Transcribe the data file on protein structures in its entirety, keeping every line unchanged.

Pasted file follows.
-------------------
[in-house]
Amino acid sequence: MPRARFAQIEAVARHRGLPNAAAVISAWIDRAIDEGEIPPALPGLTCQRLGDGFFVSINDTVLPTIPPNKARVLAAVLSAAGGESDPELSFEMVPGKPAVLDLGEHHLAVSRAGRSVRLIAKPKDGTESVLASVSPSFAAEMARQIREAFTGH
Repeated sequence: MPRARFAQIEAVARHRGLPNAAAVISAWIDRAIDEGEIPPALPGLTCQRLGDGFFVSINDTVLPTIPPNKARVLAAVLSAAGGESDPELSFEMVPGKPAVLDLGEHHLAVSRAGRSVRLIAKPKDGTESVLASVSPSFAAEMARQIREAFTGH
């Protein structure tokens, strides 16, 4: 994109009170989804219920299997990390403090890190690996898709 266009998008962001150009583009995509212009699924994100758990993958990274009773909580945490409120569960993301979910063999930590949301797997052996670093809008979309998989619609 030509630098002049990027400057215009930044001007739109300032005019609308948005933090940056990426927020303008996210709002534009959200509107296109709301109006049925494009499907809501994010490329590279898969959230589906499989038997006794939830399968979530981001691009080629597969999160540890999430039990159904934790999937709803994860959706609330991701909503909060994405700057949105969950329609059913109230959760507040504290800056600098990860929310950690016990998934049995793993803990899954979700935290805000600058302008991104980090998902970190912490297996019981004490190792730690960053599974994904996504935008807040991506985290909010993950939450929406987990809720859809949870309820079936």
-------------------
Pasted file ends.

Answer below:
[in-house]
Amino acid sequence: MPRARFAQIEAVARHRGLPNAAAVISAWIDRAIDEGEIPPALPGLTCQRLGDGFFVSINDTVLPTIPPNKARVLAAVLSAAGGESDPELSFEMVPGKPAVLDLGEHHLAVSRAGRSVRLIAKPKDGTESVLASVSPSFAAEMARQIREAFTGH
Repeated sequence: MPRARFAQIEAVARHRGLPNAAAVISAWIDRAIDEGEIPPALPGLTCQRLGDGFFVSINDTVLPTIPPNKARVLAAVLSAAGGESDPELSFEMVPGKPAVLDLGEHHLAVSRAGRSVRLIAKPKDGTESVLASVSPSFAAEMARQIREAFTGH
């Protein structure tokens, strides 16, 4: 994109009170989804219920299997990390403090890190690996898709 266009998008962001150009583009995509212009699924994100758990993958990274009773909580945490409120569960993301979910063999930590949301797997052996670093809008979309998989619609 030509630098002049990027400057215009930044001007739109300032005019609308948005933090940056990426927020303008996210709002534009959200509107296109709301109006049925494009499907809501994010490329590279898969959230589906499989038997006794939830399968979530981001691009080629597969999160540890999430039990159904934790999937709803994860959706609330991701909503909060994405700057949105969950329609059913109230959760507040504290800056600098990860929310950690016990998934049995793993803990899954979700935290805000600058302008991104980090998902970190912490297996019981004490190792730690960053599974994904996504935008807040991506985290909010993950939450929406987990809720859809949870309820079936």